A queer woman fought back against a homophobe in a way that’s tearing LGBT Twitter apart

Josh Milton November 8, 2019
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A queer woman responded to an alleged homophobe in a way that Twitter can't agree on. (JOSH EDELSON/AFP via Getty Images)

A queer woman responded to an alleged homophobe in a way that Twitter can't agree on. (JOSH EDELSON/AFP via Getty Images)

Picture it: You’re going about your day, shopping for groceries, when you become the victim of a hate crime from a homophobe.

What would you do?

This hypothetical scenario became a reality for Toronto-based Alyssa, and her way of dealing with it has divided Twitter.

In the wild tale which has amazed as much as it has appalled, Alyssa, 21, allegedly stole the bag from a woman who played a role in sending her to conversion therapy camp, she claimed, and used the money to pay for her rent.

Wait, what?

While at a superstore shopping for Addreall, she bumped into a woman who was a regular church-goer in the town where her second foster family lived.

Alyssa was kicked out of her birth family’s house after they discovered she was gay.

However, the woman, according to Alyssa, suggested that she be sent to a conversion therapy camp – a widely debunked and traumatic practise – after she and Alyssa’s foster family found out she was a lesbian.

Around five years since this, she bumped into her in the superstore aisles earlier this week, Alyssa alleged.

She told PinkNews that the woman “came out of nowhere” and allegedly said to her: “‘Oh, dear. It’s you, isn’t it?'”

According to Alyssa, the woman “started spewing hatred, like, ‘I really thought the days in that camp will fix your illness’ and then called me a ‘lesbian slut’ and just started to trigger me with, ‘all the gays are horrible’.”

“I fully had a panic attack,” she continued, “I went to the washroom and cried for a full moment.”

Queer woman used the ‘homophobe’s’ money to save for college and pay for rent.

But while in the stalls, she had a thought: “You have to do something, girl, fight back.”

And she did. She “snatched [the woman’s] purse, secured the bag, took the coin, and walked out.

“Never looked back.”

To Alyssa, she thought she could either “expose [the woman’s] unseasoned a** on Twitter” or “take something from her as a cost of the pain she’s caused me”.

Moreover, after allegedly grabbing the woman’s belongings, she later threw away her identification cards into an “abandoned Target store and went out, threw it there and took the money home and paid my rent.

“Took a sigh of relief, took my Adderall, showered, moisturised – your girl was living the life,” she added.

Back home, Alyssa reflected on her actions and went back to the shuttered Target and claimed she retrieved the woman’s IDs, “and posted it to her along with a list of charges I can stack against her and how much sentence she’ll have to live through” on account of what she has done to Alyssa in the past.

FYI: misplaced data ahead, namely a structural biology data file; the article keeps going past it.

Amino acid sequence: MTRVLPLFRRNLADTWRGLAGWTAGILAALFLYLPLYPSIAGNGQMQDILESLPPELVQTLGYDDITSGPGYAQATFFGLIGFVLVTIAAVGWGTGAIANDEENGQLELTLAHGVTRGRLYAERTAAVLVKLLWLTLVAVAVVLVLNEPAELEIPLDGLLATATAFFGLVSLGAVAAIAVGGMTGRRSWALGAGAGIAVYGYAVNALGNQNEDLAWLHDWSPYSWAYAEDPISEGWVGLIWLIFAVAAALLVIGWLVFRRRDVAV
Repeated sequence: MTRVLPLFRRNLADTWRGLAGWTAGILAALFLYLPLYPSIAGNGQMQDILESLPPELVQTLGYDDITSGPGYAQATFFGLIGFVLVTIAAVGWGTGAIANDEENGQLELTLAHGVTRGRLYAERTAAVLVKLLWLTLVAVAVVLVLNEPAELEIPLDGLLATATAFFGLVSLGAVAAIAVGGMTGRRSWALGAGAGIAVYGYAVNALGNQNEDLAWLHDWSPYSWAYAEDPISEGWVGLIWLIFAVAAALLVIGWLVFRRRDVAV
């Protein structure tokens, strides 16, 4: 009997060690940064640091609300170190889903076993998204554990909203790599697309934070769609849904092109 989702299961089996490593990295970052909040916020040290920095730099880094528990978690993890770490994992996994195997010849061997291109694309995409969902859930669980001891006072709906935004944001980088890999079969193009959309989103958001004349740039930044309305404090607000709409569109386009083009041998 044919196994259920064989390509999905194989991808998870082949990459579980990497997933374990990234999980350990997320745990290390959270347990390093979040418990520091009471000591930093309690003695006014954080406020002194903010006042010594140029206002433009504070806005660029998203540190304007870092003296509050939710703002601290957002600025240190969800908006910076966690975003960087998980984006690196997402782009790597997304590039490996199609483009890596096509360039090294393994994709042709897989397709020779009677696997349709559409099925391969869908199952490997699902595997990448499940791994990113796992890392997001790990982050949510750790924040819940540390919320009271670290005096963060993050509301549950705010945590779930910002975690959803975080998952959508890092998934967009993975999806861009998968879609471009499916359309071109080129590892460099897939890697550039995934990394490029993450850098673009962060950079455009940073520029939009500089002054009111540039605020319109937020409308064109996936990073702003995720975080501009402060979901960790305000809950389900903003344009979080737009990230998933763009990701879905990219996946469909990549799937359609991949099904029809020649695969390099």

“The rent is payed. I’m feeling fresh, I’m feeling free and I saved a good amount for college.”

‘Legend’ or ‘criminal’: Twitter struggles to decide whether Alyssa is in the right. 

Alyssa’s actions fractured Twitter.

Many celebrated her act of defiance, while others decried her resorting to theft and identity theft to tackle homophobia.

From “legend” to the rallying cry of “be gay, do crime” hundreds of users took to Alyssa’s side in the debate.

While Alyssa had a response to the criticism she faced in her mentions:

Some users shared that Alyssa could have “educated” the woman, rather than doing what she claimed.

To that approach, she said: “I’m not responsible for educating people or for being the bigger person. I’m responsible for MY life.

“I’m not gonna spend it trying to get validation from people who want me dead, or who want to hurt me.”

Alyssa implored for people to consider their own privilege when assessing her reaction to discrimination, something which everyone experiences and handles differently depending on their gender identity, race, class and able-bodiedness.

“Just a week ago, I found a plastic bag filled with pee with a note attached to it that said ‘medicine prescription for a dyke’,” Alyssa claimed.

“I’m a kind person, but there’s a line.”

‘Fighting back is not sending us back.’

Nevertheless, users questioned whether “committing a crime” was a valid response to homophobia and several claimed to have reported her to the city authorities.

But Michelle’s critique of Alyssa’s action, that she has sent the LGBT+ rights movement “back several users”, became front and centre of the firing rage, with fellow queer users sharing their thoughts on why they disagreed with her opinion:

As a user called Izz said: “Fighting back is not sending us back… shaming and fighting with those who are fighting the fight sure does, though.

“Why not lend a hand instead of tearing her down?”

And Alyssa added: “I’m not perfect or the best human being, but I’m trying to be better.

“That’s what matters to me.”

More: Canada, Homophobia, Twitter

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